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Anticipation grows ahead of verdict in Jason Stockley murder trial; lawyers highlight evidence

Anticipation grows ahead of verdict in Jason Stockley murder trial; lawyers highlight evidence

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ST. LOUIS • Preparations for potential protests when the verdict is announced in the murder trial of a former police officer have escalated this week.

Barricades have gone up around the two downtown courthouses and city police headquarters ahead of St. Louis Circuit Judge Timothy Wilson’s decision in the first-degree murder trial of Jason Stockley, accused of killing Anthony Lamar Smith, 24, after a chase in 2011.

Officials say they don’t know when Wilson will rule on the case but are taking precautions in case protests erupt.

St. Louis Sheriff Vernon Betts said he and some of his staff have had meetings with interim Police Chief Lawrence O’Toole, Wilson and other judges to discuss security after the verdict is announced. He said he doesn’t know when the verdict will come and that Wilson did not talk about the timing.

Wilson could set a hearing to announce his verdict or just issue it. The decision is his alone because Stockley waived his right to have a jury hear his case. The trial began Aug. 1 to a packed courtroom and ended with closing arguments Aug. 9.

The judge gave prosecutors and defense attorneys until Aug. 18 to file post-trial briefs summarizing their arguments.

Prosecutors said Stockley carried out the premeditated murder of Smith by shooting him five times at close range and then planting a revolver in Smith’s Buick after police pulled Smith’s body from the car. The defense said Stockley acted “reasonably” in self-defense in killing a drug suspect he believed was reaching for a hidden handgun.

Stockley, 36, now of Houston, was charged with first-degree murder and armed criminal action last year, about four years after state and federal prosecutors reviewed the case and declined to charge Stockley. Then-Circuit Attorney Jennifer Joyce charged Stockley citing new, unspecified evidence. The state did not say in trial what the new evidence was, and the defense claimed in closing arguments Aug. 9 that there’s been no new evidence in the case since 2012.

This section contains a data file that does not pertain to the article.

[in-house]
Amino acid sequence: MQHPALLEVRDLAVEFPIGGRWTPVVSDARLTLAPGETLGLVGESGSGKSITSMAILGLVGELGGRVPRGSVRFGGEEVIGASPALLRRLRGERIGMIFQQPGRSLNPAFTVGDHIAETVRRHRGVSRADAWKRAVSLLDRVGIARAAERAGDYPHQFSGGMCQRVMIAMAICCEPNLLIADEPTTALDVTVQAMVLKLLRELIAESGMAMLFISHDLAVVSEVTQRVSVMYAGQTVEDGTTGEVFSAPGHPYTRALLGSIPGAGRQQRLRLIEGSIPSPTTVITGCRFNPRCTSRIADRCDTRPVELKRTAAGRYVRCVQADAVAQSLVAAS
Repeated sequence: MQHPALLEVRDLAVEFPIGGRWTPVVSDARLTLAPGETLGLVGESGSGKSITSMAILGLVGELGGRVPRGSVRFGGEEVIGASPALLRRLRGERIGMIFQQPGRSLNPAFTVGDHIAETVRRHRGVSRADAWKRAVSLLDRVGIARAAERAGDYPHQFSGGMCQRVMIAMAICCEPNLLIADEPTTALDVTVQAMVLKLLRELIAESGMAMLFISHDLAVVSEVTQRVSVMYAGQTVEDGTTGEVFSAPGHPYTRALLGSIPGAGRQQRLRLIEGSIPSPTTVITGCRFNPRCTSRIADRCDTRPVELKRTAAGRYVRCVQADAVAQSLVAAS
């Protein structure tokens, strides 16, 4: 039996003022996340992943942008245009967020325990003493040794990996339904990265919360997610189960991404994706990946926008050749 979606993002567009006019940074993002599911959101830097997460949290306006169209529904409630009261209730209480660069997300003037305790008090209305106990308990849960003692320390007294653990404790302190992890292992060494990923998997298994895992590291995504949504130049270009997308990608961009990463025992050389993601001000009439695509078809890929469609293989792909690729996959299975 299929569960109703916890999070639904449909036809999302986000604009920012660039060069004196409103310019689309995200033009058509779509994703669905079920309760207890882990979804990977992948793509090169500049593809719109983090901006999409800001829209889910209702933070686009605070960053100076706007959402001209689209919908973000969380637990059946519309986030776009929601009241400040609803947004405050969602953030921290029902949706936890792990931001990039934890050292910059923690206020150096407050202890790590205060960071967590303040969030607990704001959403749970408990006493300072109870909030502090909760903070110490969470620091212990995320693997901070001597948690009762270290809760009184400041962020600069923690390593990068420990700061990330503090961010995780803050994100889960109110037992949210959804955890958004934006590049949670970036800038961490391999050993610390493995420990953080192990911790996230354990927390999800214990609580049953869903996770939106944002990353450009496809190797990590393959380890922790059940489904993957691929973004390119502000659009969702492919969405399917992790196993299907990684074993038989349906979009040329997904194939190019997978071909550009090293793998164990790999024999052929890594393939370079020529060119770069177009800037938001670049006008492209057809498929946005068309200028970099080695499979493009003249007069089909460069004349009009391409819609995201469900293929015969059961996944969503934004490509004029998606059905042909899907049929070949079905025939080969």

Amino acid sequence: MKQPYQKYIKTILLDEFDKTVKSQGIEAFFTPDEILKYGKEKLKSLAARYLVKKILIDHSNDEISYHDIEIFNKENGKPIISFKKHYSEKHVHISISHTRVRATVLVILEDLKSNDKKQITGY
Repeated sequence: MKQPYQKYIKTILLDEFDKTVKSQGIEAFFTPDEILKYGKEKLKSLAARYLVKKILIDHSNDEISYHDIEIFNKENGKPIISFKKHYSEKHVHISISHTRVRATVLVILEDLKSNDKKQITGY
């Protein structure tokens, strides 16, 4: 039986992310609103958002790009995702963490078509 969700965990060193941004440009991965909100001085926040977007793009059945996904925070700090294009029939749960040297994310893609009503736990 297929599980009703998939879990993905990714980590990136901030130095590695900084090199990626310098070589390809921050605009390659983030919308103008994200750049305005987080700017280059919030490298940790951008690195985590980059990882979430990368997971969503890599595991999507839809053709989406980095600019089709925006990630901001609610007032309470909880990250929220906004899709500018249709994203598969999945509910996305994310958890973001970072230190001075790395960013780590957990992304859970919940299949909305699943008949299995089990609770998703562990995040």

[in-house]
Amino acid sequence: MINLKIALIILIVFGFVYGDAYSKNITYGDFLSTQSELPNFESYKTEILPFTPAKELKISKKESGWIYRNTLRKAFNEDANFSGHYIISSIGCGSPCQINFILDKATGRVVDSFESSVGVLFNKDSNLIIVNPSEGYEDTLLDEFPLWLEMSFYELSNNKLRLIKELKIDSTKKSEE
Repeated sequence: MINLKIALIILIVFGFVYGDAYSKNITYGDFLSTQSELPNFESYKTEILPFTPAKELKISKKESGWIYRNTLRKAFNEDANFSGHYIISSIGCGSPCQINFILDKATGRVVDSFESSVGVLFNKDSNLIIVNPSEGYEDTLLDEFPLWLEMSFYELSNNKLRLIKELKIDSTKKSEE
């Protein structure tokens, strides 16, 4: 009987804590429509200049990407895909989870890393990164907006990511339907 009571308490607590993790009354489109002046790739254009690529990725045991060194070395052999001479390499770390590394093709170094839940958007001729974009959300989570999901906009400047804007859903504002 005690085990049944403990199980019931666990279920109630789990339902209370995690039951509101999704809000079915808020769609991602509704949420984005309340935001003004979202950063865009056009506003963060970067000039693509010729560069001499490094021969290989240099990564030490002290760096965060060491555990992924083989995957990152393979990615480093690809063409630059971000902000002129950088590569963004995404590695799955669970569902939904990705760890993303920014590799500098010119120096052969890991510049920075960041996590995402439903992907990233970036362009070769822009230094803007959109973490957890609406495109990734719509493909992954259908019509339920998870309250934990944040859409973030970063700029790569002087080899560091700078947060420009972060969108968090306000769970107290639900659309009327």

The state’s argument

At trial, the state’s evidence focused largely on Stockley’s conduct during the police chase before the shooting and in the immediate aftermath. Prosecutors relied on surveillance, in-car and dashboard police videos as well as clips from bystanders at the shooting scene to connect key moments during the initial encounter at a Church’s Chicken parking lot, comments made by Stockley, the shooting itself and clips of police activity inside the crime scene tape.

“The video don’t lie,” Assistant Circuit Attorney Robert Steele repeated at the trial. That expression became central to the state’s narrative.

Anthony Lamar Smith

Anthony Lamar Smith holds his daughter in an undated family photo. Smith was fatally shot by St. Louis police after a car pursuit in December 2011.

In their post-trial pleading, Steele and prosecutor Aaron Levinson argued that the evidence supported a first-degree murder conviction, comparing Stockley’s conduct to that of his partner Brian Bianchi. Bianchi was the “reasonable officer” who approached Smith’s car and drew his pistol, but then holstered it without opening fire. Among the state’s points were:

• Stockley’s self-defense claim lacked credibility. Bianchi’s actions “lie in stark contradiction to Stockley’s words and claims of self-defense.” Stockley carried a personal Draco AK-47 pistol on duty that day; Bianchi did not. Stockley, but not Bianchi, fired his 9 mm pistol seven times at Smith as Smith fled the parking lot. “We must judge the credibility and reasonableness of Stockley’s actions through the simultaneous actions of Officer Bianchi’s,” prosecutors wrote. (It is unclear why Bianchi was not called to testify at the trial.)